3.    Related to item 2, the practical question remains: Given that labs are not provided a financial incentive by HHS to comply with interoperability standards, will the proposed deeming clause make it easier for them to do so? Are the meaningful use standards easier to meet than the lab test report standard? In other words, is the deeming clause enough of an incentive to motivate labs to conform to the meaningful use standard for lab results? I would want to know more about the current compliance profile of the clinical lab community. If labs are complying with the existing CLIA regulation lab test report standard, then perhaps we would want to flip the deeming around so that compliance with 42 CFR 1291 (CLIA) is deemed to satisfy 45 CFR 170.314(b)(6) (Meaningful Use). I’d be interested in feedback on this point from the clinical labs out there and the health care providers that deal with them on a regular basis on the issue of data transfer.

If the proposed change could increase the number of labs that are meaningful use standards compliant, and the labs could therefore significantly increase standards based exchange of lab results, then that would be a win.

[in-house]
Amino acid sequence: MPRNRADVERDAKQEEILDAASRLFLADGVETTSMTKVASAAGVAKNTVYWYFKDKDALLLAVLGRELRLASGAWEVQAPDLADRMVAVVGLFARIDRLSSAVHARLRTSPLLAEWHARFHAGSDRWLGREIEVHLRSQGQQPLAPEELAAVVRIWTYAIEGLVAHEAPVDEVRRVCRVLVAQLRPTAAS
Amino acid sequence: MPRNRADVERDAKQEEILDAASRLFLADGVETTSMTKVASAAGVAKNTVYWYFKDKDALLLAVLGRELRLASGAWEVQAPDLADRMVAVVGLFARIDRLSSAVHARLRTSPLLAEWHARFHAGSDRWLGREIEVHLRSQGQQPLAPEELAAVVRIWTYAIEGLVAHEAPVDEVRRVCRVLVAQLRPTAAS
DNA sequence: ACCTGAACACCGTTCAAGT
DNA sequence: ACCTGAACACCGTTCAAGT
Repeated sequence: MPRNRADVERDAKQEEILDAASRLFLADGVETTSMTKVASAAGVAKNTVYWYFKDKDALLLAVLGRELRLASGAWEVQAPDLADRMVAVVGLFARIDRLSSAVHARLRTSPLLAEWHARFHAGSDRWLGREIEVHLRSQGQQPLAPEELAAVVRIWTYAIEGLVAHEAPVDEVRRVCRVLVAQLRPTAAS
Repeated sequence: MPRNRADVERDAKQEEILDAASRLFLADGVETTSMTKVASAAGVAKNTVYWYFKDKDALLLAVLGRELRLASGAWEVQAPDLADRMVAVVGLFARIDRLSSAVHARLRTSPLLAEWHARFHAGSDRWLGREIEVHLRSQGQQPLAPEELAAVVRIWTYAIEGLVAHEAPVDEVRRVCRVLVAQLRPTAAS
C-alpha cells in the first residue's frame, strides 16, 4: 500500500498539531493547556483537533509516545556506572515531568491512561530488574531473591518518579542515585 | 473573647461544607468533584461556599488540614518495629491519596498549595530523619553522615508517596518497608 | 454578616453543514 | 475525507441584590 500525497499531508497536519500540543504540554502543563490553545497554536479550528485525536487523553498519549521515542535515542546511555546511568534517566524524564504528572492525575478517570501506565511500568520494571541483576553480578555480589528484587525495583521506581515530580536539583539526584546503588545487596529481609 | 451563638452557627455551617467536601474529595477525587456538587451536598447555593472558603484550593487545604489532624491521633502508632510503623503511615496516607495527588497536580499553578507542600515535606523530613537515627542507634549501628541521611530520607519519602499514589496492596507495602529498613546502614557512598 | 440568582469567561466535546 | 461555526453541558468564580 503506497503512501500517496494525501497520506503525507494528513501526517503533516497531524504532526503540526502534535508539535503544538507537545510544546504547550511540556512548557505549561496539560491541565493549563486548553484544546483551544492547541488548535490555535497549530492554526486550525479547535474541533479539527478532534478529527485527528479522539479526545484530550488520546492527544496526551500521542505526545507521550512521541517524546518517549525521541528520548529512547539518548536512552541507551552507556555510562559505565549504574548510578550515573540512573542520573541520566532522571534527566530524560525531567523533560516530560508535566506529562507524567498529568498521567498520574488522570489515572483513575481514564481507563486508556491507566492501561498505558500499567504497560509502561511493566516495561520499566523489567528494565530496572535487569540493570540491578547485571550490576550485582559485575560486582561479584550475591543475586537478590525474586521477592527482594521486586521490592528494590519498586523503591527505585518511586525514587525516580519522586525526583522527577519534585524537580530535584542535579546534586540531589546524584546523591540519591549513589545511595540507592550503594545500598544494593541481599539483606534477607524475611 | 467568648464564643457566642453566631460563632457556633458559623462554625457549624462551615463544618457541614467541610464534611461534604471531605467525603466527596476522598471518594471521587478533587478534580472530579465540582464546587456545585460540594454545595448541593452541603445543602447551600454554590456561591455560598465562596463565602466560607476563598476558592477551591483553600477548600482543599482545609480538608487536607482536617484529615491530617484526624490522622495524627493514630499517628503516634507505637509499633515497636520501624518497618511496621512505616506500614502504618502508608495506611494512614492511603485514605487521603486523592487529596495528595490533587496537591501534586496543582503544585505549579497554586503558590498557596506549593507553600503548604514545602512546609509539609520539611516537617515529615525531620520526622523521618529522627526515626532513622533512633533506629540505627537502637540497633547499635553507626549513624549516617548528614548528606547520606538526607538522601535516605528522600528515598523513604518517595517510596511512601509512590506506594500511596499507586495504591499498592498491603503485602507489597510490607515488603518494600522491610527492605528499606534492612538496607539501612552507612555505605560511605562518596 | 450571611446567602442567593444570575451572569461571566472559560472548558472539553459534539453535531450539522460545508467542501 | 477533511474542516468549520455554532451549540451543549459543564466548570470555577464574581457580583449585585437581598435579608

I look forward to continuing the conversation with Keith and others and submitting a joint comment on the RFI to Farzad and Jodi. While they’ve asked for input via Twitter — which I think is fantastic — I assume they need to receive the input the old fashioned way so it can be made part of the record and all that.

image: healthIT/shutterstock

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DAVID HARLOW is Principal of The Harlow Group LLC, a health care law and consulting firm based in the Hub of the Universe, Boston, MA. His thirty years’ experience in the public and private sectors affords him a unique perspective on legal, policy and business issues facing the health care community. David is adept at assisting clients in developing new paradigms for their business organizations, relationships and processes so as to maximize the realization of organizational goals in a highly regulated environment, in realms ranging from health data privacy and security to digital health strategy to physician-hospital relationships to the avoidance of fraud and abuse. He's been called "an expert on HIPAA and other health-related law issues [who] knows more than virtually anyone on those topics.” (Forbes.com.) His award-winning blog, HealthBlawg, is highly regarded in both the legal and health policy blogging worlds. David is a charter member of the external Advisory Board of the Mayo Clinic Social Media Network and has served as the Public Policy Chair of the Society for Participatory Medicine, on the Health Law Section Council of the Massachusetts Bar Association and on the Advisory Board of FierceHealthIT. He speaks regularly before health care and legal industry groups on business, policy and legal matters. You should follow him on Twitter.